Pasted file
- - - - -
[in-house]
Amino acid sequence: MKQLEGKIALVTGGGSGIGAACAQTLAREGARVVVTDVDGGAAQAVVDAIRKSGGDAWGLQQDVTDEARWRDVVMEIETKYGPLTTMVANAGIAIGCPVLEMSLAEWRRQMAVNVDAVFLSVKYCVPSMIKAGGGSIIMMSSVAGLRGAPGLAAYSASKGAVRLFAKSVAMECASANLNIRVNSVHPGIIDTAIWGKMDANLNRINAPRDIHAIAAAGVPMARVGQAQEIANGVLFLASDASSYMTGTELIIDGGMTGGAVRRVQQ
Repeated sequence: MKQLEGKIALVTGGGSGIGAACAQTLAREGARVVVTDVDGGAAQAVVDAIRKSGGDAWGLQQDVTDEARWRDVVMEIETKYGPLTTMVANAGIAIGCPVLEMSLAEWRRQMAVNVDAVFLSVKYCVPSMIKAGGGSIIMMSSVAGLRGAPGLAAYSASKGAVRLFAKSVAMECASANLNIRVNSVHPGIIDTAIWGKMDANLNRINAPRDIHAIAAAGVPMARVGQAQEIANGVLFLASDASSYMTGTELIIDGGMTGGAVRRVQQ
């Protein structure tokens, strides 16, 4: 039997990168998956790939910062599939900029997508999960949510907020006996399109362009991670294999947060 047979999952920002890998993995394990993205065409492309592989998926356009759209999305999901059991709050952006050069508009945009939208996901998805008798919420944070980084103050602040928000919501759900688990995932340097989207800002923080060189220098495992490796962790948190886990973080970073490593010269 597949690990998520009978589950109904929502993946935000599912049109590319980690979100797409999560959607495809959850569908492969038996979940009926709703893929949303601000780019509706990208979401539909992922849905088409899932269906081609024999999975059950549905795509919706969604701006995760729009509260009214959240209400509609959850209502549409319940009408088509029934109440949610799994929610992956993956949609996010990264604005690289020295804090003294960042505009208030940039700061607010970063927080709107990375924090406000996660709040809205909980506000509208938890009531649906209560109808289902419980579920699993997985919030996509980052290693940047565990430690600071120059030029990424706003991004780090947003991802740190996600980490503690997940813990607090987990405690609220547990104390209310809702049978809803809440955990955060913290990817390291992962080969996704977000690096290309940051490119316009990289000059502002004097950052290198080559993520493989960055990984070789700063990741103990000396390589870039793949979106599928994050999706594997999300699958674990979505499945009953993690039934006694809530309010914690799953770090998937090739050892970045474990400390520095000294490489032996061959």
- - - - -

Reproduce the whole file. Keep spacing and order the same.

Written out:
[in-house]
Amino acid sequence: MKQLEGKIALVTGGGSGIGAACAQTLAREGARVVVTDVDGGAAQAVVDAIRKSGGDAWGLQQDVTDEARWRDVVMEIETKYGPLTTMVANAGIAIGCPVLEMSLAEWRRQMAVNVDAVFLSVKYCVPSMIKAGGGSIIMMSSVAGLRGAPGLAAYSASKGAVRLFAKSVAMECASANLNIRVNSVHPGIIDTAIWGKMDANLNRINAPRDIHAIAAAGVPMARVGQAQEIANGVLFLASDASSYMTGTELIIDGGMTGGAVRRVQQ
Repeated sequence: MKQLEGKIALVTGGGSGIGAACAQTLAREGARVVVTDVDGGAAQAVVDAIRKSGGDAWGLQQDVTDEARWRDVVMEIETKYGPLTTMVANAGIAIGCPVLEMSLAEWRRQMAVNVDAVFLSVKYCVPSMIKAGGGSIIMMSSVAGLRGAPGLAAYSASKGAVRLFAKSVAMECASANLNIRVNSVHPGIIDTAIWGKMDANLNRINAPRDIHAIAAAGVPMARVGQAQEIANGVLFLASDASSYMTGTELIIDGGMTGGAVRRVQQ
């Protein structure tokens, strides 16, 4: 039997990168998956790939910062599939900029997508999960949510907020006996399109362009991670294999947060 047979999952920002890998993995394990993205065409492309592989998926356009759209999305999901059991709050952006050069508009945009939208996901998805008798919420944070980084103050602040928000919501759900688990995932340097989207800002923080060189220098495992490796962790948190886990973080970073490593010269 597949690990998520009978589950109904929502993946935000599912049109590319980690979100797409999560959607495809959850569908492969038996979940009926709703893929949303601000780019509706990208979401539909992922849905088409899932269906081609024999999975059950549905795509919706969604701006995760729009509260009214959240209400509609959850209502549409319940009408088509029934109440949610799994929610992956993956949609996010990264604005690289020295804090003294960042505009208030940039700061607010970063927080709107990375924090406000996660709040809205909980506000509208938890009531649906209560109808289902419980579920699993997985919030996509980052290693940047565990430690600071120059030029990424706003991004780090947003991802740190996600980490503690997940813990607090987990405690609220547990104390209310809702049978809803809440955990955060913290990817390291992962080969996704977000690096290309940051490119316009990289000059502002004097950052290198080559993520493989960055990984070789700063990741103990000396390589870039793949979106599928994050999706594997999300699958674990979505499945009953993690039934006694809530309010914690799953770090998937090739050892970045474990400390520095000294490489032996061959």